When active the Nightbringer champions gain a shield equal to a percent of their maximum health the first time they drop below 50%. Once that occurs, the Nightbringer champion also gains bonus damage. The shield and damage scale the more you have of the trait. Overall this origin has a wide range of champions that you can use for frontline, utility or as carries. The shield is deceptively good at keeping champions alive and also benefits from longer fights so that more of the units proc the shield and gain bonus damage.
Next we have Redeemed!
Redeemed is a three, six and nine piece origin with eight champions. Those are Aatrox, Leona, Syndra, Varus, Lux, Rell, Vel’koz and Kayle. Since there are only eight units you will need a Spatula plus Cloak to hit nine Redeemed. Redeemed is a lot like Dragonsoul and Dark Star from previous sets as each Redeemed unit has increased stats and when they die those stats are split among the remaining Redeemed units.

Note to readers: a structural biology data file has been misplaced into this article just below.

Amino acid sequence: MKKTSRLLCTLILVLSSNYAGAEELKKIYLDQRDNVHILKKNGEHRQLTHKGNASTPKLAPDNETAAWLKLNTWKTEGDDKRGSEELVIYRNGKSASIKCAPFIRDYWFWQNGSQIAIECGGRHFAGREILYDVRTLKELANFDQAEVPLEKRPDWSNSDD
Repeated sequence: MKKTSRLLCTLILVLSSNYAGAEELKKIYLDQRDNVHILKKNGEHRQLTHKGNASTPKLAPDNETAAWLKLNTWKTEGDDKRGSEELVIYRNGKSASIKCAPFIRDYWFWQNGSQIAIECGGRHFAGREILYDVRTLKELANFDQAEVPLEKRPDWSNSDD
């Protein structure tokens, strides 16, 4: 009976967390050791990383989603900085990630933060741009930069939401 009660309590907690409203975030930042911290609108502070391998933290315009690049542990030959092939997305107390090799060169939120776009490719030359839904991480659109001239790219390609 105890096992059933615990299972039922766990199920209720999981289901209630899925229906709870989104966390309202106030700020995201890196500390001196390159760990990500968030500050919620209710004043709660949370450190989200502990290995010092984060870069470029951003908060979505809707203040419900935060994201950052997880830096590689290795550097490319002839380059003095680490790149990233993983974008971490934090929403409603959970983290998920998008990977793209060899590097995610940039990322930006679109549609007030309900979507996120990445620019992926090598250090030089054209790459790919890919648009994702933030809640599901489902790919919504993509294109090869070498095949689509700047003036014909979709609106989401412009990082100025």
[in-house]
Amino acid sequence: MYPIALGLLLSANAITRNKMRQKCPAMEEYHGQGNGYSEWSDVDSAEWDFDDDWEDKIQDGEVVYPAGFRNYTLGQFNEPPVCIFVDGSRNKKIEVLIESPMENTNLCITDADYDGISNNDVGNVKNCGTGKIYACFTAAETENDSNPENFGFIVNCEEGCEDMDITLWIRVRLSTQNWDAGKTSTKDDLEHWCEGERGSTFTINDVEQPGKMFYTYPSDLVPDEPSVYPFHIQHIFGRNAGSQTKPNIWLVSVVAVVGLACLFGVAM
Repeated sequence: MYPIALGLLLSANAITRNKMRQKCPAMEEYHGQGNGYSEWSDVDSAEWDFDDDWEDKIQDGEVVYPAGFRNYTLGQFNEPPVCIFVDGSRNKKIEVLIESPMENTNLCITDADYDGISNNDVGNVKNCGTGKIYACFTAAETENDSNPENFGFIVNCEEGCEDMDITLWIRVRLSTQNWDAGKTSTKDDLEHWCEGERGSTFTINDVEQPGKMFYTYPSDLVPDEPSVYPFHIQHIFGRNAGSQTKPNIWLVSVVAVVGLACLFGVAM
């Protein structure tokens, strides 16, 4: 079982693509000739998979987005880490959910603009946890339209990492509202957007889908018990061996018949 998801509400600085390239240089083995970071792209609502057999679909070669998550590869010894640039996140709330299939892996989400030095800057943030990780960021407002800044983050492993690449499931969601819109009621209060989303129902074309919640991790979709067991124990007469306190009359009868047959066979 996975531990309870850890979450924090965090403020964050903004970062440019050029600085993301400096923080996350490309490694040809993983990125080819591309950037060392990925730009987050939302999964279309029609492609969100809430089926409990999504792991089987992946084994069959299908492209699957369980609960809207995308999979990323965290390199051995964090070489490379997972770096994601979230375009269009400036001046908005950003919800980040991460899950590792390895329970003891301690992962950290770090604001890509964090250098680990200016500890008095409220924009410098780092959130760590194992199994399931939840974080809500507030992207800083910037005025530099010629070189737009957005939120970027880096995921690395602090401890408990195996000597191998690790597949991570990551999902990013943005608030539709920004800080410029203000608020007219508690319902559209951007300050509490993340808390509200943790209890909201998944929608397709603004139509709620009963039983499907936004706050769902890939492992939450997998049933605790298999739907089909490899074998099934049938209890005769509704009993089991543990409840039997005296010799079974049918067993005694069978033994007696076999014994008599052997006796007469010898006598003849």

The unique aspect of Redeemed, compared to traits with a similar design in previous sets, is that every Redeemed unit starts out with increased stats. The stats being split just serves to make those units slightly stronger, as opposed to traits like Dark Star where the bonus stats only occurred upon a unit dying. This means you’re not punished for keeping your board alive longer instead of having to position around sacrificing specific units to gain bonus stats.
The second to last origin is Revenant!
Revenant is a two and three piece origin with only three champions, those being Nocturne, Ivern and Volibear. Despite it being a small origin there is a Spatula item for it which requires a shadow Cloak. Revenant is easy to understand as the Revenant champions revive once after their first death during combat. The caveat being they take and deal increased damage when they revive to help differentiate the origin from the revive effect of Guardian’s Angel. The amount of health they revive with is increased when you go from two to three of the trait.